RMMWA

A year ago I joined Mystery Writers of America, one of the largest organizations for mystery writers in the US. The problem was, I was placed in the Rocky Mountain chapter that meets primarily in Denver. So, I never participated.

That’s all changing now. I have agreed to be the Utah Representative on the chapter board. I won’t be going to Denver every month to attend meetings but I will be bringing RMMWA to Utah. Stay tuned for more details as we work them out.

The Citizen Academy

One of my guilty pleasure TV shows is Lucifer on Netflix. If you aren’t familiar with it, the devil gets tired of meting out punishment and comes to Earth in human form. He participates in human vices, sex, drugs, alcohol, and more. He becomes a special consultant to LAPD and, of course, is partnered with an attractive female detective. Pure fiction, right? Well, there is more than just the plot. Everything about police work is done incorrectly:

  • Another detective, who frequently works with the attractive female detective, is her ex-husband.
  • The forensics tech frequently declares cause and time of death.
  • In one episode, the detectives arrive at the crime scene and ask the forensics tech, “Any suspects?”
  • Random people off the street walk through the crime scene.

It’s the job of the crime writer to get the facts straight. That means doing your research. There are many ways to do this. One that I completed this spring was the Citizen Academy in West Valley City, UT. Many cities across the country do this training at no charge.

In West Valley, the course is once a week for ten weeks. Each week, a different department would talk about their jobs and we could ask questions. Here’s the schedule we had:

Week 1 – Welcome from Chief Jacobs, overview of the purpose and organization of WVCPD, city prosecutors.

Week 2- Pursuits and Traffic. We learned about accident reconstruction and investigation and saw pictures and video of pursuits and some nasty traffic accidents (no dead bodies were shown), including information about one accident that resulted in the decapitation of one driver.

They also setup a driving course in an empty parking lot and we got to drive patrol cars. I ran over lots of orange cones. It was so much fun.

Week 3 – Patrol Division and K9 unit. The department has both Belgian Malinois (similar to a German Shepherd) and Bloodhounds. I have to say, the Bloodhounds are so friendly.

Week 4 – SWAT and Firearms. We met at a Police Academy firing range and got to shoot Glocks and sub-machine guns. Great fun! WVCPD has one of the best SWAT sniper shooters in the country.

Week 5 – Detectives and Community Oriented Policing. As a writer of murder mysteries, this was really interesting to me. We had lots of questions about the Susan Powell case. It’s now closed, but they still want to find her body so the the family can have closure. Note that I met Josh Powell a couple of times before Susan’s disappearance and felt there was something “off” about him, but couldn’t place what it was.

Week 6 – Forensics and Evidence. We learned about how forensics works. Then we went to the forensics lab for hand-on learning how to lift finger prints off of items. WVC has the only shoe print expert in Utah.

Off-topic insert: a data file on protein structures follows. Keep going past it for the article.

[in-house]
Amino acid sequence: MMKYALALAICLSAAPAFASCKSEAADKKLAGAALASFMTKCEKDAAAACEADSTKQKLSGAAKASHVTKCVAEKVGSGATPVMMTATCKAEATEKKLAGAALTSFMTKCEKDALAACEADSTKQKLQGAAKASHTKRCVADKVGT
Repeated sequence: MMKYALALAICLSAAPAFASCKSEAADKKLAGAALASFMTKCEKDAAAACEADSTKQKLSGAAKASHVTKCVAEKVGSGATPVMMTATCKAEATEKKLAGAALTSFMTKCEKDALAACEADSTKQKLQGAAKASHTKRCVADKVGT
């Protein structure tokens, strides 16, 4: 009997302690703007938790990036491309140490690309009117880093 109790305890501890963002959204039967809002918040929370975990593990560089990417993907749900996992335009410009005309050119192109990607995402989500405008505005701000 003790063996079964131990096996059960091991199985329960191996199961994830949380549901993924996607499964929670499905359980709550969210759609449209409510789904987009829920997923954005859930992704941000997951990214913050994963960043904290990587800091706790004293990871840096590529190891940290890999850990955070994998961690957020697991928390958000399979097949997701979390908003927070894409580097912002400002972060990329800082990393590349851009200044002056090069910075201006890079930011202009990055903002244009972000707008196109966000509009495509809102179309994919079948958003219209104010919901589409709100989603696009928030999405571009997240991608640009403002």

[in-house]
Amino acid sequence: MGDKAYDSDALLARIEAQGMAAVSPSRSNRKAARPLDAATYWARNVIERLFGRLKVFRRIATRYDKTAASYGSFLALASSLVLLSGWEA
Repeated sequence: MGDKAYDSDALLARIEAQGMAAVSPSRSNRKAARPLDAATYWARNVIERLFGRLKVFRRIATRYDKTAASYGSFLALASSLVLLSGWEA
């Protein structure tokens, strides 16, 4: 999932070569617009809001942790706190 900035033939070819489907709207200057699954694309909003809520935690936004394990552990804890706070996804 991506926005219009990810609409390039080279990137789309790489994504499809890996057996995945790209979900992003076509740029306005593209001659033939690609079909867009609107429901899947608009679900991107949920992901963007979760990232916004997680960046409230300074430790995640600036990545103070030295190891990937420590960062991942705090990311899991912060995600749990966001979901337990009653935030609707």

Week 7 – Use of force and scenarios. We paired up with another class member and ran through scenarios on arrest with cops posing as the bad guy.

Week 8 – Fire Department and First Aid training, including CPR. We got to ride up 100 feet in the air in the bucket of one of the trucks.

Week 9 – Dispatch and Gang Unit. We met at the dispatch center to learn how calls are handled then met with a member of the gang unit to learn about gangs in the area and how they’re dealt with.

Week 10 – Graduation.

It was an amazing ten weeks.

If you write about crime of just have an interest in how your local police department works, check if they have a Citizen Academy. Mine was free and totally worth the time.

Also, as a writer, there is the Writer’s Police Academy, that is held every year, most years in Green Bay, WI. This year it’s called MurderCon and will be in Raleigh, NC. Maybe I’ll see you there

In the mean time, I’ll be watching more Lucifer.

A Message to Conference Organizers

This is an open message to conference organizers everywhere. I want you conference to succeed and people say, “That was an amazing event.” I’m sure you do too. But why do many conference organizers shoot themselves in the foot? In this post, I’ll give you some advice that will help you succeed.

In my day job, I’m a software engineer. For over thirty years, I have spoken at conferences large and small, organized by professional event planners or an all volunteer staff. These events have been across North America and Europe. I have also helped organize conferences large (1000+ attendees) to small (10+). I’ve seen things that work and things that don’t. This all gives me unique experience to help you make your event even better.

Call for Presenters

Many conferences start with a call for presenters. You may target specific presenters, directly invite some, or make a public announcement to accept proposals. What ever form this takes, there is some very specific information you need to include:

  • Event name
  • Location – City and State is generally enough at this point
  • Event dates